[RFC791]  Postel, J., "Internet Protocol," RFC 791 / STD 5, September

   [RFC793]  Postel, J, "Transmission Control Protocol," RFC 793, Sept.

   [RFC1122] Braden, R., Ed., "Requirements for Internet Hosts -
             Communication Layers," RFC 1122 / STD 3, October 1989.

   [RFC1191] Mogul, J., S. Deering, "Path MTU discovery," RFC 1191,
             November 1990.

   [RFC1812] Baker, F., "Requirements for IP Version 4 Routers," RFC
             1812, June 1995.

   [RFC2003] Perkins, C., "IP Encapsulation within IP," RFC 2003,
             October 1996.

   [RFC2460] Deering, S., R. Hinden, "Internet Protocol, Version 6
             (IPv6) Specification," RFC 2460, Dec. 1998.

   [RFC2473] Conta, A., "Generic Packet Tunneling in IPv6
             Specification," RFC 2473, Dec. 1998.

   [RFC2784] Farinacci, D., T. Li, S. Hanks, D. Meyer, P. Traina,
             "Generic Routing Encapsulation (GRE)", RFC 2784, March

   [RFC2923] Lahey, K., "TCP Problems with Path MTU Discovery," RFC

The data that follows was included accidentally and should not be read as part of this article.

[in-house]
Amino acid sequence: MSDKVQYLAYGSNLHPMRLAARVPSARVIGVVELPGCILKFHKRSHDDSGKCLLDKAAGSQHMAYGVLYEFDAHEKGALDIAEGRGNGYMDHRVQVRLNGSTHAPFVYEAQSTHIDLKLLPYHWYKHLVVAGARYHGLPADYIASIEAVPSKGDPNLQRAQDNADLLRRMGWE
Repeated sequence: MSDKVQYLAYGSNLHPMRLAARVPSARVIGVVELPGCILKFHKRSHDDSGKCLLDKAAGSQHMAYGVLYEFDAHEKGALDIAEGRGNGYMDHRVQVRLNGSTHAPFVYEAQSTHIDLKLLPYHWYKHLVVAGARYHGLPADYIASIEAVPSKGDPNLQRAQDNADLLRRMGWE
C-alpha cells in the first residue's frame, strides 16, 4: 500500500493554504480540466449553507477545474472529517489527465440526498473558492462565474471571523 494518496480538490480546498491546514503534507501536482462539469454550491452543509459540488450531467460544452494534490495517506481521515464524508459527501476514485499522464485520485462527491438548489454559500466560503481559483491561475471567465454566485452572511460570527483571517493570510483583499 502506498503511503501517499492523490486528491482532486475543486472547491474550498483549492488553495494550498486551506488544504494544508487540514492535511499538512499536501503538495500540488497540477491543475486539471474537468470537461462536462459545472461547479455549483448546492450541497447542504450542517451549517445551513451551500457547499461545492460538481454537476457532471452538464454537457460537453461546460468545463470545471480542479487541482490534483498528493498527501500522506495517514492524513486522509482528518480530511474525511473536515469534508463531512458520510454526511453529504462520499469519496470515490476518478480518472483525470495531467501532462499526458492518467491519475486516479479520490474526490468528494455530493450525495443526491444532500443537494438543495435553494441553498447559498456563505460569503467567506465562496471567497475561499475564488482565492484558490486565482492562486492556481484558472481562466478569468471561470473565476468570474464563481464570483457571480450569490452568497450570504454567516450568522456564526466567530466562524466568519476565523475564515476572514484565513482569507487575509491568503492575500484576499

2923, September 2000.

   [RFC2473] Conta, A., S. Deering, "Generic Packet Tunneling in IPv6
             Specification," RFC 2473, Dec. 1998.

   [RFC3031] Rosen, E., A. Viswanathan, R. Callon, "Multiprotocol Label
             Switching Architecture", RFC 3031, January 2001.

   [RFC5944] Perkins, C., Ed., "IP Mobility Support for IPv4, Revised"
             RFC 5944, Nov. 2010.

   [RFC3819] Karn, P., Ed., C. Bormann, G. Fairhurst, D. Grossman, R.
             Ludwig, J. Mahdavi, G. Montenegro, J. Touch, L. Wood,
             "Advice for Internet Subnetwork Designers," RFC 3819 / BCP
             89, July 2004.

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   [RFC3884] Touch, J., L. Eggert, Y. Wang, "Use of IPsec Transport Mode
             for Dynamic Routing," RFC 3884, September 2004.

   [RFC3931] Lau, J., Ed., M. Townsley, Ed., I. Goyret, Ed., "Layer Two
             Tunneling Protocol - Version 3 (L2TPv3)," RFC 3931, March

   [RFC3985] Bryant, S., P. Pate (Eds.), "Pseudo Wire Emulation Edge-to-
             Edge (PWE3) Architecture", RFC 3985, March 2005.

   [RFC4176] El Mghazli, Y., Ed., T. Nadeau, M. Boucadair, K. Chan, A.
             Gonguet, "Framework for Layer 3 Virtual Private Networks